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Gas Station Owner Says Proposed Ban On Fuel Sales To Dirt Bikes Is 'Absurd'

dirt bikes
Springfield Police Dept


                City Councilors in Springfield, Massachusetts are continuing debate on a proposal to cut off illegal dirt bike riders at the pumps.           

         There was pushback from the owner of a large chain of convenience stores over a proposed ordinance that would ban the sale of gasoline to anyone operating an off-highway vehicle, such as a dirt bike.

         Speaking during a virtual hearing of the City Council Public Safety Committee, Bob Bolduc, CEO of Pride Stores, blasted the proposed legislation as “absurd.”

         "I mean it is just not reasonable," Bolduc said. "My ladies and gents are not wearing a badge."

          He said he feared his store clerks might be physically assaulted by dirt bike riders who would become irate after being told they could not buy gas.

          "I am not worried about the $100 fine, I am worried about the safety of our people," Bolduc said.

          The proposed ordinance has already been given first-step approval by the City Council. It has been the subject of several committee meetings since last March.  This was the first time a gas station owner had raised any objection.  Bolduc said he spoke with other business owners who he said shared his concerns.

         City Councilor Trayce Whitfield said she also worries the ordinance could put store clerks in harm’s way.

       "And I would hate for something negative to happen because of this ordinance and have it fall back on the Council," Whitfield said.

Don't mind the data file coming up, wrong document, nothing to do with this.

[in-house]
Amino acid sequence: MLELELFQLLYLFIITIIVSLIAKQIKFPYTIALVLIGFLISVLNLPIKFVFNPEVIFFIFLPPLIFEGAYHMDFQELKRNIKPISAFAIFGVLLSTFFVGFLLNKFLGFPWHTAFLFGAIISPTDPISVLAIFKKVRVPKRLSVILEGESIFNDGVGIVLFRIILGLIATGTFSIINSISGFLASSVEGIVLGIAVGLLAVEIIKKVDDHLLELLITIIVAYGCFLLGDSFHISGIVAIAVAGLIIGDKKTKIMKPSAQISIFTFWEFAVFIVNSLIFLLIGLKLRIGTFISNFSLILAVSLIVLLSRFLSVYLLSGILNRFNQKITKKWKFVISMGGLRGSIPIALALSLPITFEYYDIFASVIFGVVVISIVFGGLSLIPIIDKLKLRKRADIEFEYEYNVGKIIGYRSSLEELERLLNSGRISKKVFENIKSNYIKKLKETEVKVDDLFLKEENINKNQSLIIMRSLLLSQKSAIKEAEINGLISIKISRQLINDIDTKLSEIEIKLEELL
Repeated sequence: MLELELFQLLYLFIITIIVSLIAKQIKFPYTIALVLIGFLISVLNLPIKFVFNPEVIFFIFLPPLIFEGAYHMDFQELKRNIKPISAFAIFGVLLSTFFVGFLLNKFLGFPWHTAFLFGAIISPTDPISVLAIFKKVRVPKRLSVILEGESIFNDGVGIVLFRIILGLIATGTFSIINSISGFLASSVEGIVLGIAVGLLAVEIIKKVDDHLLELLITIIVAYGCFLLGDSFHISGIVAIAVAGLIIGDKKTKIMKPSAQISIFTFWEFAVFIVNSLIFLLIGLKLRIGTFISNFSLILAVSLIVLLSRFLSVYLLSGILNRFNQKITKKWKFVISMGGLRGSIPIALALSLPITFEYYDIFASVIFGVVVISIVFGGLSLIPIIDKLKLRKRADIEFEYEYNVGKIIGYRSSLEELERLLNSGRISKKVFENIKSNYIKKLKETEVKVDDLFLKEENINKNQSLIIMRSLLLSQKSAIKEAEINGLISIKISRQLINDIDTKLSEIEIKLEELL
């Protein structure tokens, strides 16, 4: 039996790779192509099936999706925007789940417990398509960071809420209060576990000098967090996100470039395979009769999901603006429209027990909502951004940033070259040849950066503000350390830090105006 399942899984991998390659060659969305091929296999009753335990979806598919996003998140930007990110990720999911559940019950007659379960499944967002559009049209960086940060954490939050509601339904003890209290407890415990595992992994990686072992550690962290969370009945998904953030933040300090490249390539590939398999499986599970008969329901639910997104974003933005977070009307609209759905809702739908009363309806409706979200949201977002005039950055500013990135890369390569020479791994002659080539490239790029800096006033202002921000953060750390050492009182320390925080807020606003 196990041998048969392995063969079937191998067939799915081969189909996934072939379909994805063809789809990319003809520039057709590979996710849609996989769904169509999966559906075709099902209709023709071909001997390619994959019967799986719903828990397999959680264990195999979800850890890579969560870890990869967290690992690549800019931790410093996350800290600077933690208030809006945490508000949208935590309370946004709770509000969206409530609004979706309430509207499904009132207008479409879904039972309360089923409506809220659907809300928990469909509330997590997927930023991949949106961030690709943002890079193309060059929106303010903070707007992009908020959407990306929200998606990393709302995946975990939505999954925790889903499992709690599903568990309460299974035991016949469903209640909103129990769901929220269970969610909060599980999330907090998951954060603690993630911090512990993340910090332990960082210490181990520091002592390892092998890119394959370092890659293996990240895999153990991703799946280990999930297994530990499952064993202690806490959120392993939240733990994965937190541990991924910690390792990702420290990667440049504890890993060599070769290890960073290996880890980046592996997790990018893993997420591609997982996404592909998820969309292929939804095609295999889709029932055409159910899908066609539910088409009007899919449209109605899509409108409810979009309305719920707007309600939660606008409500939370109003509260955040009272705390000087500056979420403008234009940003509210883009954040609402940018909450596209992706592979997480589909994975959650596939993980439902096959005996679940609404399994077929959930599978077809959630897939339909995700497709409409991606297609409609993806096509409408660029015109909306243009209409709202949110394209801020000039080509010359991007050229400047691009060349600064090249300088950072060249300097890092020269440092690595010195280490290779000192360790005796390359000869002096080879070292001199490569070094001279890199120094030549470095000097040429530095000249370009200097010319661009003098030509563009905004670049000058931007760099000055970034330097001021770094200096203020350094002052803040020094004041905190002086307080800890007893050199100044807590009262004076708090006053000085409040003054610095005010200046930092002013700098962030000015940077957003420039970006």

The sponsor of the legislation, City Councilor Orlando Ramos, who chairs the Public Safety Committee, said the dirt bike riders can’t be allowed to intimidate the Council into doing nothing.

       "Because we have to do everything that we can in order to get these illegal dirt-bikers off the roads and to make it as difficult as possible to be on our roads," Ramos said.

        Pointing to the recent assault on a motorist who was beaten and critically injured by a pack of dirt bike riders after a traffic altercation, City Councilor Mike Fenton said the city must find a way to crack down.

       "The overall nuisance and danger ... has reached a boiling point," Fenton said.

        Last year, the Council voted to raise to $300 the fine for operating off-road vehicles on city streets.

            Springfield Police Sgt. Richard Pelcher said officers have worked overtime and used a State Police helicopter from time-to-time as part of the effort to ticket and arrest dirt bike operators and confiscate their vehicles.  But he conceded enforcement is difficult.  Police don’t chase dirt bike riders because that would risk public safety.  

       "This ordinance is designed to cut them off at the pumps," Pelcher said. "That is one extra tool in our toolbelt to combat this problem."

       Ramos said his proposal is modeled after ordinances that are on the books in other places including Hartford, New Haven, and Baltimore. But, he said he did not have data showing if the gasoline sales bans had the desired impact of reducing the numbers of dirt bikes driven on city streets.                   



Paul Tuthill is WAMC’s Pioneer Valley Bureau Chief. He’s been covering news, everything from politics and government corruption to natural disasters and the arts, in western Massachusetts since 2007. Before joining WAMC, Paul was a reporter and anchor at WRKO in Boston. He was news director for more than a decade at WTAG in Worcester. Paul has won more than two dozen Associated Press Broadcast Awards. He won an Edward R. Murrow award for reporting on veterans’ healthcare for WAMC in 2011. Born and raised in western New York, Paul did his first radio reporting while he was a student at the University of Rochester.
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